Imagine two managers. Who have achieved staggering success with their company, and always has customers queuing outside the door.
A sudden shift in market trends forces things to change. The next month, no one is coming to buy. -
Now, this is a huge problem for both of them and their companies. -
However, the philosophy of each manager would hugely affect the way things turn out. - There are two major philosophies that come into play here.
The Victim philosophy, and the accountable philosophy. Each manager has one -
If he has a 'victim' philosophy, then everyone is in deep shit.
In this scenario, a victim mentality has 5 stages.
1. "He Asks little or no questions" ( Avoids reality)
2. Says: " This is how I see it" (fights reality, and finds his own version of the truth)
3. Thinks: "Things wouldn't be this way if everyone does their job"! (Blames)
4. " It's not my job" (Gives excuses)
5. "If it was meant to be, it would be". (Hopes)
And afterwards, things crumble and.... He says "I did me best". 😒. _______________________________
The manager with an accountable philosophy also has five stages.
1. He asks. " What the hell is happening "? (Seeks reality)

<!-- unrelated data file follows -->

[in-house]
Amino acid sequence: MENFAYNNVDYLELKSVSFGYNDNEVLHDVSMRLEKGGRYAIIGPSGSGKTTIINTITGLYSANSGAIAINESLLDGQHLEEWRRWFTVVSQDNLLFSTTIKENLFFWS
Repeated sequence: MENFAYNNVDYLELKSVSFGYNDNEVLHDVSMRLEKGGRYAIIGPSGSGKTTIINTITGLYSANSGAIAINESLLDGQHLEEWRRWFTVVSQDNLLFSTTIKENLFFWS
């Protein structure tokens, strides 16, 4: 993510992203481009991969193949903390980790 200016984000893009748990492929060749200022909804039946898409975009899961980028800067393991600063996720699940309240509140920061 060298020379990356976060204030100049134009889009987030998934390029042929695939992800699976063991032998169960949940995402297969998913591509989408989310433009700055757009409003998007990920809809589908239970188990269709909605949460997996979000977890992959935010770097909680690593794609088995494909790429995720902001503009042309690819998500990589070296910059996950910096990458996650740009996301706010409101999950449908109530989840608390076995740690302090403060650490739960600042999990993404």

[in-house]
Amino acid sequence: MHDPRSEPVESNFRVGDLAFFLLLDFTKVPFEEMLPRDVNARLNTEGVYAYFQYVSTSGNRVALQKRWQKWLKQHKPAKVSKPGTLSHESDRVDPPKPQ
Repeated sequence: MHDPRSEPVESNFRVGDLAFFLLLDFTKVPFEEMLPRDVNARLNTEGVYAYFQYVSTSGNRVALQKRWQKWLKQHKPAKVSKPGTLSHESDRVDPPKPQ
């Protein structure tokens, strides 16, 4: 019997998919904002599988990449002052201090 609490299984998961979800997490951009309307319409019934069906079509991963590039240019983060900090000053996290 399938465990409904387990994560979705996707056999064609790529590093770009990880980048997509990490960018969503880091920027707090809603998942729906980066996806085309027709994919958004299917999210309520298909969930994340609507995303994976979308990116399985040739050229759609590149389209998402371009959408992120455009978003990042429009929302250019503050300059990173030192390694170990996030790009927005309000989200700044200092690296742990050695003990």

2. "This is the way it is" (Acknowledges the complete truth, not just his version of it)
3. Says. "If things are going to get better, then it's up to me" (owns the situation") 4. "What can I do"? (Finds Solution)
5. " Fuck it, let's do this" (Gets on with it). Of these two managers, who would you rather have handle your company? The accountable one, right? -
I see a lot of youths play the victim, and it's disappointing at best. The way our world works, perception is everything. -
The way you see your obstacles would hugely determine how those obstacles affect your life. There are no good or bad experiences, only learning experiences. -
You have to own your obstacles, be accountable, and